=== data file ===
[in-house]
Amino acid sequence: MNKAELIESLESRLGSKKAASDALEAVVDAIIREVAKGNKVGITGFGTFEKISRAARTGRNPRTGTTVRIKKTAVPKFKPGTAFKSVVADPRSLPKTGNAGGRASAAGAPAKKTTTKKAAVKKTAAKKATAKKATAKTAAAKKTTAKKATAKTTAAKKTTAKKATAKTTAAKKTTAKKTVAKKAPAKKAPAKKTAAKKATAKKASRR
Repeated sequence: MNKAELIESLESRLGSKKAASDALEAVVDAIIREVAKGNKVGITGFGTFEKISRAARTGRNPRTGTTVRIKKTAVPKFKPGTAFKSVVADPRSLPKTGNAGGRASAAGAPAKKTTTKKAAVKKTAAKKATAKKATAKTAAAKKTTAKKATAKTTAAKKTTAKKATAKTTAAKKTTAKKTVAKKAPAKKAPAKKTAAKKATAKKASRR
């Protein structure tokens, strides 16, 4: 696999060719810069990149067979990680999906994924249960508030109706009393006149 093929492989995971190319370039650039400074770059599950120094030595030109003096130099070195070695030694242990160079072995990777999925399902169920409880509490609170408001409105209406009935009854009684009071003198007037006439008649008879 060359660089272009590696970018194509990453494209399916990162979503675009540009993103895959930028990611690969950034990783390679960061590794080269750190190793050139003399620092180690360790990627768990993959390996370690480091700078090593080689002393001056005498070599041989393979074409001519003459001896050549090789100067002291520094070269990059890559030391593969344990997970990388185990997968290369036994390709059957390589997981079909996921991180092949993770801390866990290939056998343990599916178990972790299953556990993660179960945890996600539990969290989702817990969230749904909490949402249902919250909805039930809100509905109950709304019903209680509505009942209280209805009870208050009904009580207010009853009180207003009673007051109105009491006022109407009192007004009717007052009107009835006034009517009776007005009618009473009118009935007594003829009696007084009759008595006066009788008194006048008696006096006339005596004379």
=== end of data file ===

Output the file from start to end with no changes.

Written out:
[in-house]
Amino acid sequence: MNKAELIESLESRLGSKKAASDALEAVVDAIIREVAKGNKVGITGFGTFEKISRAARTGRNPRTGTTVRIKKTAVPKFKPGTAFKSVVADPRSLPKTGNAGGRASAAGAPAKKTTTKKAAVKKTAAKKATAKKATAKTAAAKKTTAKKATAKTTAAKKTTAKKATAKTTAAKKTTAKKTVAKKAPAKKAPAKKTAAKKATAKKASRR
Repeated sequence: MNKAELIESLESRLGSKKAASDALEAVVDAIIREVAKGNKVGITGFGTFEKISRAARTGRNPRTGTTVRIKKTAVPKFKPGTAFKSVVADPRSLPKTGNAGGRASAAGAPAKKTTTKKAAVKKTAAKKATAKKATAKTAAAKKTTAKKATAKTTAAKKTTAKKATAKTTAAKKTTAKKTVAKKAPAKKAPAKKTAAKKATAKKASRR
């Protein structure tokens, strides 16, 4: 696999060719810069990149067979990680999906994924249960508030109706009393006149 093929492989995971190319370039650039400074770059599950120094030595030109003096130099070195070695030694242990160079072995990777999925399902169920409880509490609170408001409105209406009935009854009684009071003198007037006439008649008879 060359660089272009590696970018194509990453494209399916990162979503675009540009993103895959930028990611690969950034990783390679960061590794080269750190190793050139003399620092180690360790990627768990993959390996370690480091700078090593080689002393001056005498070599041989393979074409001519003459001896050549090789100067002291520094070269990059890559030391593969344990997970990388185990997968290369036994390709059957390589997981079909996921991180092949993770801390866990290939056998343990599916178990972790299953556990993660179960945890996600539990969290989702817990969230749904909490949402249902919250909805039930809100509905109950709304019903209680509505009942209280209805009870208050009904009580207010009853009180207003009673007051109105009491006022109407009192007004009717007052009107009835006034009517009776007005009618009473009118009935007594003829009696007084009759008595006066009788008194006048008696006096006339005596004379």